Step 9

To view one of the tone mapping options, select Fattal as the operator and click Apply. A small version of the image appears tone mapped to the specifications shown.


Step 10

Change the image size by selecting a different size from the Result Size options and click Apply to create a second version of the tonemapped image.


Each time you click Apply you get another image so the screen can start filling up very quickly. You will find larger size images take more time to render so start with small versions until you find an Operator and settings that work for you then render larger versions as you fine tune your settings. Here the larger size image is showing noise not apparent in the smaller image.

Continue to experiment with options by choosing different settings – sometimes small differences in values can result in sizeable differences in the images and you can also use other Operators if desired.

Step 11

Render the images you like at a good size and close any smaller versions or any images you do not like. While qtpfsgui has a Levels adjustment option, it is best to save this adjustment and do it in your editing program later on.


To save the images, click the Save or Save All button. Make sure to specify the folder you want the images saved into – on my computer, scarily, it defaulted to one of my Windows system folders – not where you would want to save them! Once saved, you can open the image in your favorite editor and work on it further there.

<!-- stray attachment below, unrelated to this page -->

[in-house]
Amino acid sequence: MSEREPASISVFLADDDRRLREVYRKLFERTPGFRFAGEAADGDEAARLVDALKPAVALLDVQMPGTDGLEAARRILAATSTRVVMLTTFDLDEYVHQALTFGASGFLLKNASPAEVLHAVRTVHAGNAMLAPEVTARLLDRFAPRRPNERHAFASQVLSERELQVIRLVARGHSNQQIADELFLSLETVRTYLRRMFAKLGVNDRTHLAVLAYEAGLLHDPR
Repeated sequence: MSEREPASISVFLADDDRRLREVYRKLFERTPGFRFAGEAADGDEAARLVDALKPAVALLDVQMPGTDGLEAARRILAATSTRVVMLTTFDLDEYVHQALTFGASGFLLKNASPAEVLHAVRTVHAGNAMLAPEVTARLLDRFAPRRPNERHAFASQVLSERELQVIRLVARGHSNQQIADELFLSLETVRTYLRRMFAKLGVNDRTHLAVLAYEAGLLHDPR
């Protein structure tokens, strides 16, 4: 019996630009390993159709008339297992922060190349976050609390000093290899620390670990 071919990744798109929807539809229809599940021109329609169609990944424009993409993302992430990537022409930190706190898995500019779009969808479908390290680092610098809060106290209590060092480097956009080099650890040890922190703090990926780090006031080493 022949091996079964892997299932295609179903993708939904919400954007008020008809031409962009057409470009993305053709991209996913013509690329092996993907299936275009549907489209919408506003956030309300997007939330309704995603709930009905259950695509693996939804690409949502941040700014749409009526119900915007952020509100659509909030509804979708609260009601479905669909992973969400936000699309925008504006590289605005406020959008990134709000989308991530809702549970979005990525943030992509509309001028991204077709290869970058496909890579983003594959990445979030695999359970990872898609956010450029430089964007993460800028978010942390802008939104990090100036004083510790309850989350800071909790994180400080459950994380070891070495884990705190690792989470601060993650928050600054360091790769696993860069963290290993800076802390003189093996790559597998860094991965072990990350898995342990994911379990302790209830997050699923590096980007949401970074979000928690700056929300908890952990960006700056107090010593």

Step 12

To learn more about the various operators, how they impact an image and which you might use for what type of image, visit


Read more from our Post Production category

Helen Bradley is a Lifestyle journalist who divides her time between the real and digital worlds, picking the best from both. She writes and produces video instruction for Photoshop and digital photography for magazines and online providers world wide. She has also written four books on photo crafts and blogs at

Some Older Comments

  • Enry August 27, 2010 05:56 pm

    Following this trial, I'm trying to do my first HDR but, when arrive to step 9, QTPFSGUI doesn't charge my photo... and I can't do my work...
    What do you think about this problem?
    Many thanks in advance and sorry for my bad English!!!

  • Don Peterson April 22, 2010 02:19 am

    I agree with wizziewoo. It's so easy to use those sliders to "bring out" color and easy enough to overdo it. It's a good idea to step back once in awhile, or even get up and walk away from your editing. When you come back it may look different to you. However, I shoot with the idea that I can bring out detail with programs like Photoshop and Lightroom so I will shoot to expose middle values, knowing i can bring out details in highlights and shadows later on the computer. This, of course, is similar to burning and dodging in the dark room only it's more convenient, less messy, and quicker. I keep away from the saturation adjustment because it is so easy to overdo although a little tweaking with "vibrance" seems to help some images.